The Mariano Rivera Posts
Tyler Kepner in The New York Times is right. We're not used to seeing Mariano Rivera near the warning track. We're not used to seeing him in Kansas City. We're used to seeing him on the mound, mowing them down (or maybe Mo-ing them down), en route to another goddamned Yankees victory in another goddamned post-season. Any time you could beat him it was a story. Any time you could beat him in the World Series, it was one of the greatest World Series games ever played.
But yesterday his knee buckled shagging flies in Kansas City. Torn ACL. Out for the year and possibly the career.
Everyone knows I hate the Yankees but I've usually written about Rivera with admiration. I've reminded baseball fans, and even writers at The New York Times, that he is even better than we realize. I was there for his 600th save, too, at Safeco Field, with Ichiro Babe-Ruthing the final out. I posted the video. Don't expect Spielberg.
Rivera has 608 career saves now. I expected about 30 more.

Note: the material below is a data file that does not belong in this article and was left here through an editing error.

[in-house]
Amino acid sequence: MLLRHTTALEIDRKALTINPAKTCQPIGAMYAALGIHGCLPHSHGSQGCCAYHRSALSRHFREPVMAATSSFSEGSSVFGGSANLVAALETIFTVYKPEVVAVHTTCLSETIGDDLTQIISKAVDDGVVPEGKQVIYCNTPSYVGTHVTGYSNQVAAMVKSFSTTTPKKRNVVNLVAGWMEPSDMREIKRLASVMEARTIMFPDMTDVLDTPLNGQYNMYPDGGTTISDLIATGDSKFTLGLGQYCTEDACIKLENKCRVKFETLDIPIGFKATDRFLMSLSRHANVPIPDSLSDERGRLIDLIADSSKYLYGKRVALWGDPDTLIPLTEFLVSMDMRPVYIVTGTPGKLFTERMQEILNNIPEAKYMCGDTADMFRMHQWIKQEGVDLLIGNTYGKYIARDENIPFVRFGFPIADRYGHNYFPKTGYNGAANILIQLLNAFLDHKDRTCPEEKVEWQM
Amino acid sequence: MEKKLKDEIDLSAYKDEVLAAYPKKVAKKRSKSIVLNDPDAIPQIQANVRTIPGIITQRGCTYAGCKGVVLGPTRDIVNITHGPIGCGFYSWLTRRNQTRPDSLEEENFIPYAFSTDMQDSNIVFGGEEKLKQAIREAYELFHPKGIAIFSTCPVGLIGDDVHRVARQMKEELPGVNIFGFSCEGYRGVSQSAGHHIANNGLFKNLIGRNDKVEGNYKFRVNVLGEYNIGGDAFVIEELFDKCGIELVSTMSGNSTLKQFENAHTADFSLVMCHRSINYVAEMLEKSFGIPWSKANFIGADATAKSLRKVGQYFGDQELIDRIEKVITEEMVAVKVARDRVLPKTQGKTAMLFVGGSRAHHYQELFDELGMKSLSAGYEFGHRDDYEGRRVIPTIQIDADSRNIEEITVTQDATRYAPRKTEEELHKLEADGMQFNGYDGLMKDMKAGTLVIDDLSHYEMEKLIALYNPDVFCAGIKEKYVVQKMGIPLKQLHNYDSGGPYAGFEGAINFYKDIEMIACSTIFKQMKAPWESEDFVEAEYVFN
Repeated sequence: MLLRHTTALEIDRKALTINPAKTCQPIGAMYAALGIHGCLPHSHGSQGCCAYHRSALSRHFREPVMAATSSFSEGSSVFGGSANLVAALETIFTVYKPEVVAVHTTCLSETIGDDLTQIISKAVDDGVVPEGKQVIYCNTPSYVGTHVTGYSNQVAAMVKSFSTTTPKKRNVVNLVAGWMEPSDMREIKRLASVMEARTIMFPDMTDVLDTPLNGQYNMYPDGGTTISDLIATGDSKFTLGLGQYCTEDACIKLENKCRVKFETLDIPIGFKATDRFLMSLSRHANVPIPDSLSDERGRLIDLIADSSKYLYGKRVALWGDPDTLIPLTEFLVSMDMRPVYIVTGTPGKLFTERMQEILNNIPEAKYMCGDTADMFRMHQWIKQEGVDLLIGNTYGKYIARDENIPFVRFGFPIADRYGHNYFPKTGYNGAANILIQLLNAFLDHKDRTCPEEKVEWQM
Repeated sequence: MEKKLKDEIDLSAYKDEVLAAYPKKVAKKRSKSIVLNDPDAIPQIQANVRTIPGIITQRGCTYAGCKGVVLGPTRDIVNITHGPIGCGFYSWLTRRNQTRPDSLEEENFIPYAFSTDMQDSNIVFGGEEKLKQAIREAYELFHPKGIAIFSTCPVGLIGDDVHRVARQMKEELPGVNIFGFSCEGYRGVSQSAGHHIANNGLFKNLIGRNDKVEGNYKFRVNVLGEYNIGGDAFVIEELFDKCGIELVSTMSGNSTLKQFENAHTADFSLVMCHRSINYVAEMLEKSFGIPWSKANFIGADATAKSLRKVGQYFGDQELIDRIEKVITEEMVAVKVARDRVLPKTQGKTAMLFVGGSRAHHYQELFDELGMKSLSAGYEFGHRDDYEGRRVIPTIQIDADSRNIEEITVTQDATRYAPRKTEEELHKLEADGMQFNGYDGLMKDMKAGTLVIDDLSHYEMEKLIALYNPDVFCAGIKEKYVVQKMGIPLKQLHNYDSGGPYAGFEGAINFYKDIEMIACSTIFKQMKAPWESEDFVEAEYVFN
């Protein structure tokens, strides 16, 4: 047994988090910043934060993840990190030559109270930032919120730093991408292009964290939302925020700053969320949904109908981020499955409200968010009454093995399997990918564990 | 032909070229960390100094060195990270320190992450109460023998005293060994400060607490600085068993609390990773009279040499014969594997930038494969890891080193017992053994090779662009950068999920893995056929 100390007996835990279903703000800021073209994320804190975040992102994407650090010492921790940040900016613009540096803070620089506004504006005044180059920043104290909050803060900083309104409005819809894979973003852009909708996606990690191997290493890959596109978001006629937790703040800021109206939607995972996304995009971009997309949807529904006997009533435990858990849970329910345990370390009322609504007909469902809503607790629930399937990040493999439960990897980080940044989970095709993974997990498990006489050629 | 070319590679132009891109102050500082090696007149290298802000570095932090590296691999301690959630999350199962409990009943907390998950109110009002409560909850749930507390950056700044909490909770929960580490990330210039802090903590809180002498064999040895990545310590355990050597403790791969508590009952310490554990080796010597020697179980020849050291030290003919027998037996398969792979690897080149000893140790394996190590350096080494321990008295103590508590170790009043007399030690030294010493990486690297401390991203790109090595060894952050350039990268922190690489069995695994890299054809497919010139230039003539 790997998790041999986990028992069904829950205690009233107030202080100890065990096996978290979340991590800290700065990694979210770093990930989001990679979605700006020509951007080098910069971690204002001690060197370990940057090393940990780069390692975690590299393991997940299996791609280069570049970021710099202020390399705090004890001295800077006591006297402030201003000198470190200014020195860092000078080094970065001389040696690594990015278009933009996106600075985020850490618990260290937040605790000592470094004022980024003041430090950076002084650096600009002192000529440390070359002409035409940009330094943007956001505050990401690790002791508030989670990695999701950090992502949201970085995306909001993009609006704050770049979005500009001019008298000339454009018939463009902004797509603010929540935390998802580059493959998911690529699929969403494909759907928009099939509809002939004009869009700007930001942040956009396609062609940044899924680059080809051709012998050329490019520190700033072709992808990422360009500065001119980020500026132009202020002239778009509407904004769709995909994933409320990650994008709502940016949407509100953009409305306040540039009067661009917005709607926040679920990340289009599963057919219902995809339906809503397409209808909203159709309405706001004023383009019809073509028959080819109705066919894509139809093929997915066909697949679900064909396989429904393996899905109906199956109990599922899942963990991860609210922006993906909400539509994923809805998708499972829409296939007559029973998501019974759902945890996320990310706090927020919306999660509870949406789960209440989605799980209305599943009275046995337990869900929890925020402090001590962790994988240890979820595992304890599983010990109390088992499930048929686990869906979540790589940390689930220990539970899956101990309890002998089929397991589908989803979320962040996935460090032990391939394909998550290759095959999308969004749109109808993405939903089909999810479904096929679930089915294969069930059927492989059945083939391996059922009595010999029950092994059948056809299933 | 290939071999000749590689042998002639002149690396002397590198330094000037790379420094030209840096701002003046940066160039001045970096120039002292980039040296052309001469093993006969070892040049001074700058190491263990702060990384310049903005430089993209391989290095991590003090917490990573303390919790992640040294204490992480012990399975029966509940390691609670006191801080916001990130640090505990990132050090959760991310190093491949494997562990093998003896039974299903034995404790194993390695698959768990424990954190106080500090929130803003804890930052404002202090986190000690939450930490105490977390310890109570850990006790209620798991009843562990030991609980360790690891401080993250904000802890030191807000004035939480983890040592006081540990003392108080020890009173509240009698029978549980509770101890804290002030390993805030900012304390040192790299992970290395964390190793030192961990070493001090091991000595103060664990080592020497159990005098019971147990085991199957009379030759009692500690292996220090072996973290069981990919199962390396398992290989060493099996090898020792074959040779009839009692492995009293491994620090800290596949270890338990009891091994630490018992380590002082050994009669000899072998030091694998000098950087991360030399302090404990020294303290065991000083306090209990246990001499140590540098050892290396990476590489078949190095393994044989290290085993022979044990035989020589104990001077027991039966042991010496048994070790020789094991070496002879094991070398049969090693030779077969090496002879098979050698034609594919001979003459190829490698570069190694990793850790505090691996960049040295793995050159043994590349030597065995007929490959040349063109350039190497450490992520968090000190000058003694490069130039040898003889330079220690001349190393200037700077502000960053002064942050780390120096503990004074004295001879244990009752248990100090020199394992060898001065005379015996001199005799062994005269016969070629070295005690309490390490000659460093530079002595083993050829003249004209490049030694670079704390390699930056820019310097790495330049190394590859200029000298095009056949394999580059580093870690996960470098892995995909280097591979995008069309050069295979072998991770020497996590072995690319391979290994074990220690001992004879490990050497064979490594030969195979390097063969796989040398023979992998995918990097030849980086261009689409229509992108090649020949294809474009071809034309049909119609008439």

He wound up with 42 career post-season saves. He's the last man to wear #42. He's 42. Someone call Douglas Adams.
Here are my Mariano Rivera posts. We won't see his like again. If we do, may he be wearing a different uniform:
- Dave Anderson of The New York Times suggests Mariano Rivera is honored by holding the all-time saves record. I suggest the all-time saves record is honored because it now belongs to Mariano Rivera.
- That 600th careeer save, with video.
- If Rivera retires, we'll have new active leaders in the following pitching categories: Games, Saves, WHIP, ERA, Adjusted ERA. In Saves and Adjusted ERA, Rivera is first all-time. WHIP, he's second.
- Is it overkill, possibly downright cruel, to bring in Rivera to face a team with a 16-game losing streak?
- What modern-day pitcher has a career ERA close to Rivera's? None. Who is close to him? Just dead-ball pitchers and Walter Johnson.
- Why Rivera is always his team's World Series MVP.
- Which batter could hit Rivera like no one else? Hint: He's not in the Hall of Fame.
- The NYT offers up video of Mo's cutter.
- From 2009: “10 earned runs in 125 1/3 innings pitched in the post-season.”
- Is this the last legitimate #42 we see in Major League Baseball history?
The post-season numbers: 141 IP, 110 Ks, 21 BBs, 86 hits, 42 saves, 8-1 record, 0.70 ERA.